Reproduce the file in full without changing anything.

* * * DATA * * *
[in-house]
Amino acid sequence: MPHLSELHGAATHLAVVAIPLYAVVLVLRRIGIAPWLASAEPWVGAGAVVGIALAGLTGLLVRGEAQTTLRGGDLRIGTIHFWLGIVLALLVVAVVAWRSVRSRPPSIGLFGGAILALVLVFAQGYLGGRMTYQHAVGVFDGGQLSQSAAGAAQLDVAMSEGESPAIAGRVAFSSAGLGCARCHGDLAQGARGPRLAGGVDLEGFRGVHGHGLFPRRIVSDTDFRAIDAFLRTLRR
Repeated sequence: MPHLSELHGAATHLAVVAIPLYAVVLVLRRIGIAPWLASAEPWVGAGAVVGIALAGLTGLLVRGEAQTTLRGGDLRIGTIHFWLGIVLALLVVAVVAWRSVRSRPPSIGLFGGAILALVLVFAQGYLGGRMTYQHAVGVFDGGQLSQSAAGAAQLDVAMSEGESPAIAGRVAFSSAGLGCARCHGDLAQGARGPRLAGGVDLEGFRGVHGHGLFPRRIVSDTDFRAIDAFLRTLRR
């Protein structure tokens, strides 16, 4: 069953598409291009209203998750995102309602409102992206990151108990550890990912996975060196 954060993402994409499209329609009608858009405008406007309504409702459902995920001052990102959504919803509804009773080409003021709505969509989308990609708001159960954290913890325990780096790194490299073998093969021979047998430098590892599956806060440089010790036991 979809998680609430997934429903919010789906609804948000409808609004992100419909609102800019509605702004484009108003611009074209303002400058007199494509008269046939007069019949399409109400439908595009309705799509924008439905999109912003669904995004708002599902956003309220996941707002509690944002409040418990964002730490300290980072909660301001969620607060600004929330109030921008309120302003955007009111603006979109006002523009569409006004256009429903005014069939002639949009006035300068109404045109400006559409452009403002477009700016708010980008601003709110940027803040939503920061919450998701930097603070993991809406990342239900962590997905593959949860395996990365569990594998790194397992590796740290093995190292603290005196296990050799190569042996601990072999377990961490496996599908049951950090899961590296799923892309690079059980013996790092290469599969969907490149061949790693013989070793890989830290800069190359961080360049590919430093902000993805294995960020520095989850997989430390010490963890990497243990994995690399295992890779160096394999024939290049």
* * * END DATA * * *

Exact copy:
[in-house]
Amino acid sequence: MPHLSELHGAATHLAVVAIPLYAVVLVLRRIGIAPWLASAEPWVGAGAVVGIALAGLTGLLVRGEAQTTLRGGDLRIGTIHFWLGIVLALLVVAVVAWRSVRSRPPSIGLFGGAILALVLVFAQGYLGGRMTYQHAVGVFDGGQLSQSAAGAAQLDVAMSEGESPAIAGRVAFSSAGLGCARCHGDLAQGARGPRLAGGVDLEGFRGVHGHGLFPRRIVSDTDFRAIDAFLRTLRR
Repeated sequence: MPHLSELHGAATHLAVVAIPLYAVVLVLRRIGIAPWLASAEPWVGAGAVVGIALAGLTGLLVRGEAQTTLRGGDLRIGTIHFWLGIVLALLVVAVVAWRSVRSRPPSIGLFGGAILALVLVFAQGYLGGRMTYQHAVGVFDGGQLSQSAAGAAQLDVAMSEGESPAIAGRVAFSSAGLGCARCHGDLAQGARGPRLAGGVDLEGFRGVHGHGLFPRRIVSDTDFRAIDAFLRTLRR
């Protein structure tokens, strides 16, 4: 069953598409291009209203998750995102309602409102992206990151108990550890990912996975060196 954060993402994409499209329609009608858009405008406007309504409702459902995920001052990102959504919803509804009773080409003021709505969509989308990609708001159960954290913890325990780096790194490299073998093969021979047998430098590892599956806060440089010790036991 979809998680609430997934429903919010789906609804948000409808609004992100419909609102800019509605702004484009108003611009074209303002400058007199494509008269046939007069019949399409109400439908595009309705799509924008439905999109912003669904995004708002599902956003309220996941707002509690944002409040418990964002730490300290980072909660301001969620607060600004929330109030921008309120302003955007009111603006979109006002523009569409006004256009429903005014069939002639949009006035300068109404045109400006559409452009403002477009700016708010980008601003709110940027803040939503920061919450998701930097603070993991809406990342239900962590997905593959949860395996990365569990594998790194397992590796740290093995190292603290005196296990050799190569042996601990072999377990961490496996599908049951950090899961590296799923892309690079059980013996790092290469599969969907490149061949790693013989070793890989830290800069190359961080360049590919430093902000993805294995960020520095989850997989430390010490963890990497243990994995690399295992890779160096394999024939290049």